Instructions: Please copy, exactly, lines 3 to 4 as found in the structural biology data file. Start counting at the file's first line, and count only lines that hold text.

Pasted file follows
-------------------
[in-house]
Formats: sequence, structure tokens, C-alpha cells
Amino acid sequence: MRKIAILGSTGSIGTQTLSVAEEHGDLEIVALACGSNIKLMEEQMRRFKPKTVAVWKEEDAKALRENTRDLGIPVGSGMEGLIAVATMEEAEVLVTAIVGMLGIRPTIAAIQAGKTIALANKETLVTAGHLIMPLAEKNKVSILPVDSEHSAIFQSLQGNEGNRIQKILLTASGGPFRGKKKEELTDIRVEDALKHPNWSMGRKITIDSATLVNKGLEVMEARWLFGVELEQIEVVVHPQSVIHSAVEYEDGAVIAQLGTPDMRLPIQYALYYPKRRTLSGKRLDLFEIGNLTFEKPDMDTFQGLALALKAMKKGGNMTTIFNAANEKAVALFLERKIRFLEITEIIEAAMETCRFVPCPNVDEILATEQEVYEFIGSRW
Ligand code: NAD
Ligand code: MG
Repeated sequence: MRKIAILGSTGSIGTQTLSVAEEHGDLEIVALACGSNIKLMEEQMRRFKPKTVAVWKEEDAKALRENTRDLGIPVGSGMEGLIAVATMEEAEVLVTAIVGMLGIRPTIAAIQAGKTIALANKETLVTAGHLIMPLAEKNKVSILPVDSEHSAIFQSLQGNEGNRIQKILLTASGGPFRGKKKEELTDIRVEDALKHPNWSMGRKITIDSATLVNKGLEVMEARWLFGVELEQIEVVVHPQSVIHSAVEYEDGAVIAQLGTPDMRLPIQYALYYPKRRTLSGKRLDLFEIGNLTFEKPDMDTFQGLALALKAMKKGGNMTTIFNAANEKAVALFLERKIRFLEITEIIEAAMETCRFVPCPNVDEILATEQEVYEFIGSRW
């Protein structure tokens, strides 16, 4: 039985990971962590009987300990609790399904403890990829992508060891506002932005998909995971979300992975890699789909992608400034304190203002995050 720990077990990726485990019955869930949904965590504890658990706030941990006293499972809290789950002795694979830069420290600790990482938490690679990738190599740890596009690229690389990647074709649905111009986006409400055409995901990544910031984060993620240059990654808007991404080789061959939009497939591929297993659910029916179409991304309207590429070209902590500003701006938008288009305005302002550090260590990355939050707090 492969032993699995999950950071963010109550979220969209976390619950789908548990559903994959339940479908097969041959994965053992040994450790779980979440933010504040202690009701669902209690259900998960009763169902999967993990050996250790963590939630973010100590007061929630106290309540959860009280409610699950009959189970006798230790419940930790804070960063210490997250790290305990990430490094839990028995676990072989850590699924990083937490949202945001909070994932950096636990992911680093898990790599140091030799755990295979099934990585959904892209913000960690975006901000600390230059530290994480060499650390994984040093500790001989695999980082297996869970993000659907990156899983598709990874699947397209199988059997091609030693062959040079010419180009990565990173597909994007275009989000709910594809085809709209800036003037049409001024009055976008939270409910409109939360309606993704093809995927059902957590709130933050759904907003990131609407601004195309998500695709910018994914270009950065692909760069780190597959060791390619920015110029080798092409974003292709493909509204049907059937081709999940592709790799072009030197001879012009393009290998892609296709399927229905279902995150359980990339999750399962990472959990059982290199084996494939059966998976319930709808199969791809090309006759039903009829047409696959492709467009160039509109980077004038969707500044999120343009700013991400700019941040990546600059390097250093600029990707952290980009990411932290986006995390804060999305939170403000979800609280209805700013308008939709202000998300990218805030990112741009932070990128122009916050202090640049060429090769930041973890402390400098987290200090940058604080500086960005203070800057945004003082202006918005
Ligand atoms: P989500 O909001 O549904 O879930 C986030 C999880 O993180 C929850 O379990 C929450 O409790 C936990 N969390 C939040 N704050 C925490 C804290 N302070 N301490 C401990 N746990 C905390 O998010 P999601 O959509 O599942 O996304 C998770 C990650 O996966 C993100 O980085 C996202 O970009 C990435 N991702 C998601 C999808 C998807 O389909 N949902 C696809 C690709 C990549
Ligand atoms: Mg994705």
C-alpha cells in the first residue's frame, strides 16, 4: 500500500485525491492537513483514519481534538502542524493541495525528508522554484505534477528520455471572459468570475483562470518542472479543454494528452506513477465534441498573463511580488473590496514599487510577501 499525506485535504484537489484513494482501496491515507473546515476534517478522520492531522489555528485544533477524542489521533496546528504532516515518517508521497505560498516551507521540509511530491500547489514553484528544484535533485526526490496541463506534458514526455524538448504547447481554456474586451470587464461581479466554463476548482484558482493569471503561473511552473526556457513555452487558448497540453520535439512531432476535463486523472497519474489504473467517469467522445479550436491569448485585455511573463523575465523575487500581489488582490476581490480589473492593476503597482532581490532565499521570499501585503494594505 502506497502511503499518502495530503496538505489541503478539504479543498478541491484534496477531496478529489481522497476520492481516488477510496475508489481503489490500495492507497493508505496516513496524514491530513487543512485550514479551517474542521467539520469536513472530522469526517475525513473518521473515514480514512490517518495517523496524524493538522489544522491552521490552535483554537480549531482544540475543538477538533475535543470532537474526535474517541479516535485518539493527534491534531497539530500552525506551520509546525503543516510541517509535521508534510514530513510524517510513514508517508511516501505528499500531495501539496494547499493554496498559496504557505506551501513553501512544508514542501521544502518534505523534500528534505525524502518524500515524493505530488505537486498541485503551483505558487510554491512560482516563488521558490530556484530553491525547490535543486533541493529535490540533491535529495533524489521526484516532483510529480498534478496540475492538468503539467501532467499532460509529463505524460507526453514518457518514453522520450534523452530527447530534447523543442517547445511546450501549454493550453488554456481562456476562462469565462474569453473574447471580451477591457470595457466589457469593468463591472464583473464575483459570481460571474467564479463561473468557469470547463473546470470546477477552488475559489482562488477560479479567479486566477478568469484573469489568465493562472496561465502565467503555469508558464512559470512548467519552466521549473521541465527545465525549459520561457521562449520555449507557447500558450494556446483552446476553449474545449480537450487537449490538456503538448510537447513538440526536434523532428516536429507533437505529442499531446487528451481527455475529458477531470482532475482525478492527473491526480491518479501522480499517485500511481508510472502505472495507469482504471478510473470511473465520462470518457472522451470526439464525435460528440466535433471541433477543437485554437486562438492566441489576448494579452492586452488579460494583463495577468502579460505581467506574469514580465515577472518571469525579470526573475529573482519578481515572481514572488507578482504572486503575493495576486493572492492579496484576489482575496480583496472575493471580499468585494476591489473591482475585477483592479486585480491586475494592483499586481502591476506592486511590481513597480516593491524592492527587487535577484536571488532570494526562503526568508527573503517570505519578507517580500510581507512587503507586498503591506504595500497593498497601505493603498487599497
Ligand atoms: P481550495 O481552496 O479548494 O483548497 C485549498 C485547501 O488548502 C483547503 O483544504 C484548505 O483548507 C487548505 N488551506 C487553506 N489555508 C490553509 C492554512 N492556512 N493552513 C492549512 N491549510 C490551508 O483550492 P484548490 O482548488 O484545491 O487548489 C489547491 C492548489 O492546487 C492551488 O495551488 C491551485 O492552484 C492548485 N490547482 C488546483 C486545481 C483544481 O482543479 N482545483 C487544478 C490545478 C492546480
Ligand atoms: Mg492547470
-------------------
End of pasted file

Amino acid sequence: MRKIAILGSTGSIGTQTLSVAEEHGDLEIVALACGSNIKLMEEQMRRFKPKTVAVWKEEDAKALRENTRDLGIPVGSGMEGLIAVATMEEAEVLVTAIVGMLGIRPTIAAIQAGKTIALANKETLVTAGHLIMPLAEKNKVSILPVDSEHSAIFQSLQGNEGNRIQKILLTASGGPFRGKKKEELTDIRVEDALKHPNWSMGRKITIDSATLVNKGLEVMEARWLFGVELEQIEVVVHPQSVIHSAVEYEDGAVIAQLGTPDMRLPIQYALYYPKRRTLSGKRLDLFEIGNLTFEKPDMDTFQGLALALKAMKKGGNMTTIFNAANEKAVALFLERKIRFLEITEIIEAAMETCRFVPCPNVDEILATEQEVYEFIGSRW
Ligand code: NAD